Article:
How Extreme Rituals Forge Intense Social Bonds

by Dimitris Xygalatas | Aeon

On the Day of Ashura, Shia Muslims around the world gather to mourn the Imam, Husayn ibn Ali, and his defeat in the battle of Karbala (in present-day Iraq) in 680 AD. They slash their heads and backs using swords or iron chains with blades until the streets are covered in blood.

Every Good Friday, Catholics in the Philippines re-enact the suffering of Jesus Christ. These devotees are voluntarily crucified by having nails hammered through the palms of their hands and their feet. And every October, thousands of people converge on Phuket in Thailand to celebrate the Vegetarian Festival in veneration of Chinese deities and ancestors; practitioners remove parts of their skin, perform bloodletting, and impale their cheeks and limbs with anything from knives and skewers to antlers and umbrellas—all while burning firecrackers are tossed at them by the crowd.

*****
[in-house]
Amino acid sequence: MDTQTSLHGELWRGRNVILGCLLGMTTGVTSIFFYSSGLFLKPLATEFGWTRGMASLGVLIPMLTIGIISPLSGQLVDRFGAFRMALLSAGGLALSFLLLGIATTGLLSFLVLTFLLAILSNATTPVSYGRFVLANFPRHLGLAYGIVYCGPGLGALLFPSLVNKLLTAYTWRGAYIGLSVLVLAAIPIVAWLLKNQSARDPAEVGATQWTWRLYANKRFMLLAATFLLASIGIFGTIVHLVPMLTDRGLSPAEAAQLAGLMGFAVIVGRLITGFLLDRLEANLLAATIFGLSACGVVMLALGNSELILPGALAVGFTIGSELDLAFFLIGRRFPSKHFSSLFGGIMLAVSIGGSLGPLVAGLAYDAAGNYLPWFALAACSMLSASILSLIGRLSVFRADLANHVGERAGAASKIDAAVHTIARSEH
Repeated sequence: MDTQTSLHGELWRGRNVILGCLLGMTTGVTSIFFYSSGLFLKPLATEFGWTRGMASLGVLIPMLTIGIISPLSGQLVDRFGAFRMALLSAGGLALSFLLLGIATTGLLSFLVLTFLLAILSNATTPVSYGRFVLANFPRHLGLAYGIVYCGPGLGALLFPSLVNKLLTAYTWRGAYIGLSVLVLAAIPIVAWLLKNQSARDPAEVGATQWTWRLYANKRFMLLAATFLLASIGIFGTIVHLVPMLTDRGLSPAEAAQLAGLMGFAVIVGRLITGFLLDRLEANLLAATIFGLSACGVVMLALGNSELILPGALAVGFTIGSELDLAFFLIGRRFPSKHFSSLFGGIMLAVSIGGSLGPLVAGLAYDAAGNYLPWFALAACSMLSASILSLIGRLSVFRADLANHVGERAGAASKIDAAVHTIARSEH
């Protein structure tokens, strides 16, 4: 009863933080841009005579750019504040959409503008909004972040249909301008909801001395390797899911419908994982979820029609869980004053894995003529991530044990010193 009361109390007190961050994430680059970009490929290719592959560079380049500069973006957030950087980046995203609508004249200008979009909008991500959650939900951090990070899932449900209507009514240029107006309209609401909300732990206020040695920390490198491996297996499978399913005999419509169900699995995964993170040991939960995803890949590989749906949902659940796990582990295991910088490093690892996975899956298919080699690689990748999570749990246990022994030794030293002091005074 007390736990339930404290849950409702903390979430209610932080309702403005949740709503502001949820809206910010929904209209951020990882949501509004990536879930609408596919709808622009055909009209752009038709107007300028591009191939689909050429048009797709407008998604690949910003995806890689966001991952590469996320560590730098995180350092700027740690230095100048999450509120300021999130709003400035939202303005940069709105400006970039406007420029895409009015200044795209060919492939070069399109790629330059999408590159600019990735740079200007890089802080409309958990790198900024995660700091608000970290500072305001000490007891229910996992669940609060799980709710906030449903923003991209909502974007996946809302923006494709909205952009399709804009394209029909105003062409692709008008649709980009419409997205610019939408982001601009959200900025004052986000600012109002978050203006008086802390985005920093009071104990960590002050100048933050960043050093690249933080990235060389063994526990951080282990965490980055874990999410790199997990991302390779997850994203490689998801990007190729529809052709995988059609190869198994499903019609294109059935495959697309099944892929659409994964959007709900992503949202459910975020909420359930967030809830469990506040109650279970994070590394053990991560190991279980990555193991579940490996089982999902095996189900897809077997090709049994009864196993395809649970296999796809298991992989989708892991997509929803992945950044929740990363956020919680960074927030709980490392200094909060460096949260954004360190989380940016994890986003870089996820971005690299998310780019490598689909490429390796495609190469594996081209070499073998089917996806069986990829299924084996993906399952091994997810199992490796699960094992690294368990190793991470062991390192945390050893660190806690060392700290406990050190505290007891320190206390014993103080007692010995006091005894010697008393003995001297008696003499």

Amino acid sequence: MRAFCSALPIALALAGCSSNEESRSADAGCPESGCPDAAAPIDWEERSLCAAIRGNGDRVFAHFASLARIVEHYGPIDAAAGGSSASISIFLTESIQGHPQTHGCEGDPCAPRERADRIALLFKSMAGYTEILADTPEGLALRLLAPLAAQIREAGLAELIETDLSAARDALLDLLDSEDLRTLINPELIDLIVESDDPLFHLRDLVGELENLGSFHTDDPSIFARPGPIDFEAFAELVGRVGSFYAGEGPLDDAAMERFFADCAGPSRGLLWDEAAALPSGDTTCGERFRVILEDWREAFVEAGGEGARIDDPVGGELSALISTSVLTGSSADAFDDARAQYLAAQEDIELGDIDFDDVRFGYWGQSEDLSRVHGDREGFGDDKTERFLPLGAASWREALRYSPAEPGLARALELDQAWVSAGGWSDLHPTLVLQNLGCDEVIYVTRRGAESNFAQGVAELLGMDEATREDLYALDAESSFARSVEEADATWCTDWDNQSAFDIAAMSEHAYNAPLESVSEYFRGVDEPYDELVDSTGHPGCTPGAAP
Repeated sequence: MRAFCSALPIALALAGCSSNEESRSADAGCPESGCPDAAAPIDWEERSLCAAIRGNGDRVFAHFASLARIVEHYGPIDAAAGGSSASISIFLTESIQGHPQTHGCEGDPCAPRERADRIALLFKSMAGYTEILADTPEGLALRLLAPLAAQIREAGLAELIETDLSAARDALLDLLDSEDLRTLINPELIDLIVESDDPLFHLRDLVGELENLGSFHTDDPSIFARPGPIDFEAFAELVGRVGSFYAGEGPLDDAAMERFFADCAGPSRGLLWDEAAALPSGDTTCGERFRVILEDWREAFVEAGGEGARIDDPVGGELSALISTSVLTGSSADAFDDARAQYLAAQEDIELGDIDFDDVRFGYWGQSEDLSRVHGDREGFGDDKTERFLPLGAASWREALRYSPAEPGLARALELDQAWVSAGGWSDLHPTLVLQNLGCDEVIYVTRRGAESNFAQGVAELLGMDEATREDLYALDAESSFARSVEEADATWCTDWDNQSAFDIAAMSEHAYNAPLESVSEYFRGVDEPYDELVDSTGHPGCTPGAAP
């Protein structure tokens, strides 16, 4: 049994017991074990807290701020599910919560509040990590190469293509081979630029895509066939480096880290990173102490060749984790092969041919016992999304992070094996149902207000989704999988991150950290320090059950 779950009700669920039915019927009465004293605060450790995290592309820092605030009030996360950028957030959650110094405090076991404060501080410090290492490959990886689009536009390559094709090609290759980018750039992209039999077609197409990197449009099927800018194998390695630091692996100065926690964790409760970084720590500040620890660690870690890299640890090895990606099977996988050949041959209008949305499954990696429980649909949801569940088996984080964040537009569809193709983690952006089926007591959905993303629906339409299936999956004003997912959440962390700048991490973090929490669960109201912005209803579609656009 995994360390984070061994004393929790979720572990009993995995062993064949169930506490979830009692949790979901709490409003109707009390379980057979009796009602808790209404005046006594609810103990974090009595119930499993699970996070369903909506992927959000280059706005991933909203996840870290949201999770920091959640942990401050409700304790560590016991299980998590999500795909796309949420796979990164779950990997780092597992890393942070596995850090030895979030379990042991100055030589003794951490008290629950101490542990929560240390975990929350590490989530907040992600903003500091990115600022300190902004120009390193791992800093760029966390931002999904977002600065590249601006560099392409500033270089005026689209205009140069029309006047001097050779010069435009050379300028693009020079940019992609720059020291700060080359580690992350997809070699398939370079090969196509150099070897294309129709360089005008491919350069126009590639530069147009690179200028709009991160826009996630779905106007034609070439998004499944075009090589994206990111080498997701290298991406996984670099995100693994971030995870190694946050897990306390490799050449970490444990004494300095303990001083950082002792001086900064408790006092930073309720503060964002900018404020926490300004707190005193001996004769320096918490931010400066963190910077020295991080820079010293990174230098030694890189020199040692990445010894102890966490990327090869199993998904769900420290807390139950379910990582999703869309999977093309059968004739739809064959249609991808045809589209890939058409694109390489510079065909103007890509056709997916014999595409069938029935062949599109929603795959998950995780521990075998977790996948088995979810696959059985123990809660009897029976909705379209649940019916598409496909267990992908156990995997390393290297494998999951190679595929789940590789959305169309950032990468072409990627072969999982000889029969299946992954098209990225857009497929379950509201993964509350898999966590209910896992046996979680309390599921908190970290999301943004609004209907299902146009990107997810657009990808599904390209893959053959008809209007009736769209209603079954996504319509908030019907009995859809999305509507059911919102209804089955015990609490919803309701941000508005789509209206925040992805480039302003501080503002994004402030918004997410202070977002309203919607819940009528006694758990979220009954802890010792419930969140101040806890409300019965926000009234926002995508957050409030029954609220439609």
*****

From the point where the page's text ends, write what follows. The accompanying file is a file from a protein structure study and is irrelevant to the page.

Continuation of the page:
Widespread participation in such voluntary rites over millennia of human history raises an important evolutionary question: Given the high cost, why does the practice go on? . . .

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